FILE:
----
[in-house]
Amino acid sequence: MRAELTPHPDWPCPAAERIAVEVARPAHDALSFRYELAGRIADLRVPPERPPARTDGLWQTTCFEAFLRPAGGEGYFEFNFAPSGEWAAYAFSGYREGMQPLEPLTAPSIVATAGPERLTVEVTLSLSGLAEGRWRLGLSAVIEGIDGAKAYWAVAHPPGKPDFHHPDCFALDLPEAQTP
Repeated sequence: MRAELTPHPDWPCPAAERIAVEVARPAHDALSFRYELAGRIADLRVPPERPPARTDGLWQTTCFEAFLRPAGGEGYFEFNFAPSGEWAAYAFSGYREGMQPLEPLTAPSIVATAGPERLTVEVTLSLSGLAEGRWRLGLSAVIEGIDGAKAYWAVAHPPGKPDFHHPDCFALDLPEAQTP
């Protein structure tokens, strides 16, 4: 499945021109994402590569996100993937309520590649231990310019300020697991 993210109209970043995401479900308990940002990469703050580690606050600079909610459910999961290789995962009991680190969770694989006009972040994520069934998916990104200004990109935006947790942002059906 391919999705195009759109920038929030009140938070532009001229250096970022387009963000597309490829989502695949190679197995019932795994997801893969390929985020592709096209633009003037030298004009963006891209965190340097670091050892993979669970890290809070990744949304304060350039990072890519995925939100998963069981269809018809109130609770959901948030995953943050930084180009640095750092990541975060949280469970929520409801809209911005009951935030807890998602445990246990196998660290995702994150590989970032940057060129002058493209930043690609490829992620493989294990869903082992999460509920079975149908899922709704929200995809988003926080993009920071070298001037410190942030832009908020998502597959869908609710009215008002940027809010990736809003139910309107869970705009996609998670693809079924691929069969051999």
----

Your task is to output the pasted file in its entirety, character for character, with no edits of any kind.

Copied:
[in-house]
Amino acid sequence: MRAELTPHPDWPCPAAERIAVEVARPAHDALSFRYELAGRIADLRVPPERPPARTDGLWQTTCFEAFLRPAGGEGYFEFNFAPSGEWAAYAFSGYREGMQPLEPLTAPSIVATAGPERLTVEVTLSLSGLAEGRWRLGLSAVIEGIDGAKAYWAVAHPPGKPDFHHPDCFALDLPEAQTP
Repeated sequence: MRAELTPHPDWPCPAAERIAVEVARPAHDALSFRYELAGRIADLRVPPERPPARTDGLWQTTCFEAFLRPAGGEGYFEFNFAPSGEWAAYAFSGYREGMQPLEPLTAPSIVATAGPERLTVEVTLSLSGLAEGRWRLGLSAVIEGIDGAKAYWAVAHPPGKPDFHHPDCFALDLPEAQTP
């Protein structure tokens, strides 16, 4: 499945021109994402590569996100993937309520590649231990310019300020697991 993210109209970043995401479900308990940002990469703050580690606050600079909610459910999961290789995962009991680190969770694989006009972040994520069934998916990104200004990109935006947790942002059906 391919999705195009759109920038929030009140938070532009001229250096970022387009963000597309490829989502695949190679197995019932795994997801893969390929985020592709096209633009003037030298004009963006891209965190340097670091050892993979669970890290809070990744949304304060350039990072890519995925939100998963069981269809018809109130609770959901948030995953943050930084180009640095750092990541975060949280469970929520409801809209911005009951935030807890998602445990246990196998660290995702994150590989970032940057060129002058493209930043690609490829992620493989294990869903082992999460509920079975149908899922709704929200995809988003926080993009920071070298001037410190942030832009908020998502597959869908609710009215008002940027809010990736809003139910309107869970705009996609998670693809079924691929069969051999």